Twenty-nine Military Personnel Wounded in Colombia by Explosive Device Attributed to the FARC
By Dialogo February 07, 2011
Twenty-nine soldiers were wounded by a FARC explosive device that went off as a military patrol was passing nearby in the Colombian department of Arauca, on the border with Venezuela, a military spokesperson told AFP on 3 February.
“Twenty-nine soldiers were wounded, all with light wounds except for one whose condition is serious and who is in surgery right now in San Vicente Hospital,” in Arauca, the capital of the department of the same name, said the spokesperson for the Army’s 18th Brigade, headquartered in that city.
The attack, attributed to the Revolutionary Armed Forces of Colombia (FARC), a Communist guerrilla group, occurred early on the morning of 3 February, when the military personnel were moving through a remote rural area, the spokesperson specified.
As he explained, the military personnel were isolating the area, due to the fact that the guerrillas had abandoned a vehicle loaded with explosives that ultimately did not go off.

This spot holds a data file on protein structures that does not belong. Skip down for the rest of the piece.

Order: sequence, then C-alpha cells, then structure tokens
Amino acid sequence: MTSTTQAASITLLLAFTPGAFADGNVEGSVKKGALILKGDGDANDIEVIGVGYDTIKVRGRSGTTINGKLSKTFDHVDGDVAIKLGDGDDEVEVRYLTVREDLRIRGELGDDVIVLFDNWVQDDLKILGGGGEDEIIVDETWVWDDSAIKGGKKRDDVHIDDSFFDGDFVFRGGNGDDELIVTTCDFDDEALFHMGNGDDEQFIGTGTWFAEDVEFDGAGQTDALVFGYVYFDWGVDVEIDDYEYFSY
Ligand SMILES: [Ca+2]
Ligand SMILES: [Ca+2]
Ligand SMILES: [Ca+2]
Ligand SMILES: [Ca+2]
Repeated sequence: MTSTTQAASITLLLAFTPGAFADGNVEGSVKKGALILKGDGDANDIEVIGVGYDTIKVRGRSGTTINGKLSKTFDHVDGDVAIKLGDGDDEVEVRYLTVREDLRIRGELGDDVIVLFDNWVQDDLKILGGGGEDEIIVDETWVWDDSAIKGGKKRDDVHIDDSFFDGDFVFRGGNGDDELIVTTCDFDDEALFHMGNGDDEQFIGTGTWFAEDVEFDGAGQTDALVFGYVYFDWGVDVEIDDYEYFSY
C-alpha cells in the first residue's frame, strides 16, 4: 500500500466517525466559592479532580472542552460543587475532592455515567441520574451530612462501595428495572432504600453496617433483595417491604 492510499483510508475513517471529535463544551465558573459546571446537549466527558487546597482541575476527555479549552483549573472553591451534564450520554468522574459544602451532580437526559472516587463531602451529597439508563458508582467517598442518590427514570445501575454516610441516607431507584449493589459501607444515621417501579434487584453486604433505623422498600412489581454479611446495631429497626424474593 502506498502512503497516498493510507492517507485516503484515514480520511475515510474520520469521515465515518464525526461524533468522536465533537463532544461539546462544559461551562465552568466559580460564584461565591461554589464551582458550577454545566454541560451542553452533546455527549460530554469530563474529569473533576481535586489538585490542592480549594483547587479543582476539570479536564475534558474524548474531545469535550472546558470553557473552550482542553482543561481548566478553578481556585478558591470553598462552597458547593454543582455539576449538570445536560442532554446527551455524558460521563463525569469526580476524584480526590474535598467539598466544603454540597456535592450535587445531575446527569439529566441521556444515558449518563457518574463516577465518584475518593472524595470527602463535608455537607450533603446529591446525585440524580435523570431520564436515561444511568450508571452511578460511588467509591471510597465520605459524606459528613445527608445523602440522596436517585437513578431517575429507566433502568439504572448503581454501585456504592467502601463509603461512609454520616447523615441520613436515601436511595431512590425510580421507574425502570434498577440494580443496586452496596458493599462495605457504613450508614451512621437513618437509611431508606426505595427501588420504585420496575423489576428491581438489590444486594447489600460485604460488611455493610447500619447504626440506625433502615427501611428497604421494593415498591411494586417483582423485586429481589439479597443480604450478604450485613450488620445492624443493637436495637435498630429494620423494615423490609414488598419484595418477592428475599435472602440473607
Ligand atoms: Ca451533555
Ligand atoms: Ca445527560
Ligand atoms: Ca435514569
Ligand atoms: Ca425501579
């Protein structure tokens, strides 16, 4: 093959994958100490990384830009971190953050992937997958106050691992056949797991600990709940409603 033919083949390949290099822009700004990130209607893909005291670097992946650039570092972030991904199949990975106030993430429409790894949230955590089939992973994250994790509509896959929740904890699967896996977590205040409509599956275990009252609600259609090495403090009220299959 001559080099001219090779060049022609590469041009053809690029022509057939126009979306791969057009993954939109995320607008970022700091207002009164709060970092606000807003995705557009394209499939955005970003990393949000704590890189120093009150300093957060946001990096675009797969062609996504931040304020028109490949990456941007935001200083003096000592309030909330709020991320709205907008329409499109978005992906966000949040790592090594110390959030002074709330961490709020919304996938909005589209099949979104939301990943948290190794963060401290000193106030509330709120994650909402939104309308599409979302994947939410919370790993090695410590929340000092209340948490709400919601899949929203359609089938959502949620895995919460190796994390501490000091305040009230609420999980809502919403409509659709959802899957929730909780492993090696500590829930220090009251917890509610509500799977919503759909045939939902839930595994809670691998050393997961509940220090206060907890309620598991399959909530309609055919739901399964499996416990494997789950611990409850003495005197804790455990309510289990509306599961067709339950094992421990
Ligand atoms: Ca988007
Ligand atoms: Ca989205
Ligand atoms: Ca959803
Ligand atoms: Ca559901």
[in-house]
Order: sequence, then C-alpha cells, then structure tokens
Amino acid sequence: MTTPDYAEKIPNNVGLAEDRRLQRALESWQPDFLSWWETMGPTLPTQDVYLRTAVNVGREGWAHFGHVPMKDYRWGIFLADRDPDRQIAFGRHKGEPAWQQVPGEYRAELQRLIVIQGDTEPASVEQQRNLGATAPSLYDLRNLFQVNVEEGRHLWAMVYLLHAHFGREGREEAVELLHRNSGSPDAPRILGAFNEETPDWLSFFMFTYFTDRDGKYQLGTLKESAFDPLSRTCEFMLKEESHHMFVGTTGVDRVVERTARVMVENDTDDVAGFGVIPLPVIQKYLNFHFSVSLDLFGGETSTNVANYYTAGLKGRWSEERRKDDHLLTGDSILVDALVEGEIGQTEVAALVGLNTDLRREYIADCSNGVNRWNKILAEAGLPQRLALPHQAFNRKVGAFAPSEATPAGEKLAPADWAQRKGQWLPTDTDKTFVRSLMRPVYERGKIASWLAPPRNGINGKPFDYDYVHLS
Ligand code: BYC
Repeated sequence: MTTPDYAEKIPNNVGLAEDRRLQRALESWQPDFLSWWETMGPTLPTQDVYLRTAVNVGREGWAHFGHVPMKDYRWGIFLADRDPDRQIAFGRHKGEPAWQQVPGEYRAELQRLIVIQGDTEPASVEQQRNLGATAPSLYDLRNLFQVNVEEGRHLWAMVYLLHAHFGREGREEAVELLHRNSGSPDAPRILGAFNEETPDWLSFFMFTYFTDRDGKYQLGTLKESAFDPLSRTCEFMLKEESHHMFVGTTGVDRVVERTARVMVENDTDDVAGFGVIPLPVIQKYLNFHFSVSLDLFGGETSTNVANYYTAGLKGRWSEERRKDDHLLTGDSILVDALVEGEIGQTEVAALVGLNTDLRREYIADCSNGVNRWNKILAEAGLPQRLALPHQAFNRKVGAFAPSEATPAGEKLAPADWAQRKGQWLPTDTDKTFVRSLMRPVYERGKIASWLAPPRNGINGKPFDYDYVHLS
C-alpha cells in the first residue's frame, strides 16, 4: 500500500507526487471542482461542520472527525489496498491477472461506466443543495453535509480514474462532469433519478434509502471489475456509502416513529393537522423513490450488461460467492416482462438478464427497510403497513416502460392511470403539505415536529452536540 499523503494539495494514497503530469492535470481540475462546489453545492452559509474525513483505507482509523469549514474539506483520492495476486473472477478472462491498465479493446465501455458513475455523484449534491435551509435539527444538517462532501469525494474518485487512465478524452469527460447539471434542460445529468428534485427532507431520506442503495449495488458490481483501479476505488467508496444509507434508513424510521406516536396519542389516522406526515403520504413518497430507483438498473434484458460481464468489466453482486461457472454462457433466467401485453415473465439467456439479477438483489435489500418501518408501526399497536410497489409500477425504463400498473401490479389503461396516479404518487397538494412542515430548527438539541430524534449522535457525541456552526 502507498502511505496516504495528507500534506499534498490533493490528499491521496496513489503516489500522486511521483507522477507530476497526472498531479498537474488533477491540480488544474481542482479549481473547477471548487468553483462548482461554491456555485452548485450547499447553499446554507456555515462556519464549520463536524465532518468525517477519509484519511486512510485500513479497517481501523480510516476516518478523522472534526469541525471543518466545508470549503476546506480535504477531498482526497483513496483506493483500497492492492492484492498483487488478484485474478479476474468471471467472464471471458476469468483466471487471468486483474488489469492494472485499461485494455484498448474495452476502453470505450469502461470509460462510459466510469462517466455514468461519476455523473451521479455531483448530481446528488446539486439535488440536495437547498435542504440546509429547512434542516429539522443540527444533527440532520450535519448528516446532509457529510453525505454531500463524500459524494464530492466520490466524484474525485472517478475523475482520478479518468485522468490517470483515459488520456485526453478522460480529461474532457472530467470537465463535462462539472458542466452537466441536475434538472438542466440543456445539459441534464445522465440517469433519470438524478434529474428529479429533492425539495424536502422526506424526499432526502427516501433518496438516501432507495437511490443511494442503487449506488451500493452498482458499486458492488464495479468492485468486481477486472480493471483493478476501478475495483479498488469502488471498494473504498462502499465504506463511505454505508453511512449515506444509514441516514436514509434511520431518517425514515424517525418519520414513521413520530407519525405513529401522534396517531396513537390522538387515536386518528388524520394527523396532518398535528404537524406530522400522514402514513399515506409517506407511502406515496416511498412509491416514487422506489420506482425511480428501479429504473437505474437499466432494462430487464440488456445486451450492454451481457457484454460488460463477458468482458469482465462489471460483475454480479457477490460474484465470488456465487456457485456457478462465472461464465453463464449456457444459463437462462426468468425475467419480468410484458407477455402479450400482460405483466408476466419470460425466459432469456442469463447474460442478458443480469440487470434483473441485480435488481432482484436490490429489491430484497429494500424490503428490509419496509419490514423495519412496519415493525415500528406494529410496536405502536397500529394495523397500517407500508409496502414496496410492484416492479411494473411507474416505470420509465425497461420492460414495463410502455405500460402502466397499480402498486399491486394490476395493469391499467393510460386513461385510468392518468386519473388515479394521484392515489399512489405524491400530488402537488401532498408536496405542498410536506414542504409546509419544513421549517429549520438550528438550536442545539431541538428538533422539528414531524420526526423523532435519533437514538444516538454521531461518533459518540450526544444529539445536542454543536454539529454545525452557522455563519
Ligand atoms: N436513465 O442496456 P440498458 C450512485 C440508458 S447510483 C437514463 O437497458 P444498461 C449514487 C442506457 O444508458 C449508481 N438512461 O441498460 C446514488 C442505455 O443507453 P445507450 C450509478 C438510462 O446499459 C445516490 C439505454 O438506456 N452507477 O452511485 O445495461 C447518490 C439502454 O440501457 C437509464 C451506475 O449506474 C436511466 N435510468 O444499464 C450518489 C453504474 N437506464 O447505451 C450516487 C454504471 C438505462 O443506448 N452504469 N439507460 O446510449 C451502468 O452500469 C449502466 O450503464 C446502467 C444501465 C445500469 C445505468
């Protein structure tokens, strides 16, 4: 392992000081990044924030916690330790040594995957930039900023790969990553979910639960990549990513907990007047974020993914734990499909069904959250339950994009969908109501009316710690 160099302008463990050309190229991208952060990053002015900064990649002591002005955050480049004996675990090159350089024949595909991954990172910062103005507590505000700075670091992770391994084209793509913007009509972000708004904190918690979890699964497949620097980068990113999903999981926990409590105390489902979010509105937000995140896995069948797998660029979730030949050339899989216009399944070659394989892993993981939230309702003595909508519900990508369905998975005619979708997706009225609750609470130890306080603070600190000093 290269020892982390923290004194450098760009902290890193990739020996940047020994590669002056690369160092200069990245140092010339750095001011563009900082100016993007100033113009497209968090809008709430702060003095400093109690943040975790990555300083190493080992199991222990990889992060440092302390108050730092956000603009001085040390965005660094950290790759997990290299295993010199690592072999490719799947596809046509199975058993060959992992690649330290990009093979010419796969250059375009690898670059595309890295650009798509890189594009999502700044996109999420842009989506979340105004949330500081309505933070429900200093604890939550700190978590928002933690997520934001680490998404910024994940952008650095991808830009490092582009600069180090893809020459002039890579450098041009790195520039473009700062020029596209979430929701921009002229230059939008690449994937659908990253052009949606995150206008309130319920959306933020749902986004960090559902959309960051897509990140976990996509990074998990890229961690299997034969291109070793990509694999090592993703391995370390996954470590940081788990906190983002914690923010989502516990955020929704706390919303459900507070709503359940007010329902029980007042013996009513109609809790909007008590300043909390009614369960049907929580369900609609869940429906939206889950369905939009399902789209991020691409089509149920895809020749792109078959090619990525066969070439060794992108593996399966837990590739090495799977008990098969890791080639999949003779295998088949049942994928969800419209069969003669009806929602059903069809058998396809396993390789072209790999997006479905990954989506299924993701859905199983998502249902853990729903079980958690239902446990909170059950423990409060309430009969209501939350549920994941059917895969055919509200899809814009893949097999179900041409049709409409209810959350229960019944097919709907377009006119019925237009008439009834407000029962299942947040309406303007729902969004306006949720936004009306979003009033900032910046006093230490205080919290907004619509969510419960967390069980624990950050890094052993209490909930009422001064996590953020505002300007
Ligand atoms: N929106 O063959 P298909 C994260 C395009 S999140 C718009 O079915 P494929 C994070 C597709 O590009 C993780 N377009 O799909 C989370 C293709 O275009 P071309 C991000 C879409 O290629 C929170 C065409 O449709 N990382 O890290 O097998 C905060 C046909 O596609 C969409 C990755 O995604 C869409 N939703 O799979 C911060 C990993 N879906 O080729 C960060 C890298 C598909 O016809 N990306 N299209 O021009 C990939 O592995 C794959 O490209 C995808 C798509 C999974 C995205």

Nevertheless, the rebels activated another explosive charge when the military patrol was about six kilometers from the location of the car bomb.
At the end of a security council meeting in Arauca, Colombian President Juan Manuel Santos called on the Army not to neglect its operating procedures “to prevent new attacks.”
“We’re going to reinforce the rigor of our procedures, so that situations of this kind don’t happen again. Fortunately, there were no dead, but we do have to regret the injuries,” Santos indicated.
In his turn, Vice President Angelino Garzón, who is responsible for human-rights policy, condemned the event, which he characterized as a “criminal attack,” and emphasized that the wounded “are humble soldiers, the children of peasants, of members of the people.”
The event occurred at the same time that civilian groups in Arauca are holding a “civic strike” to demand the release of seven indigenous social leaders detained by the authorities on 25 January, on charges of rebellion and criminal conspiracy, according to a statement by the protest organizers.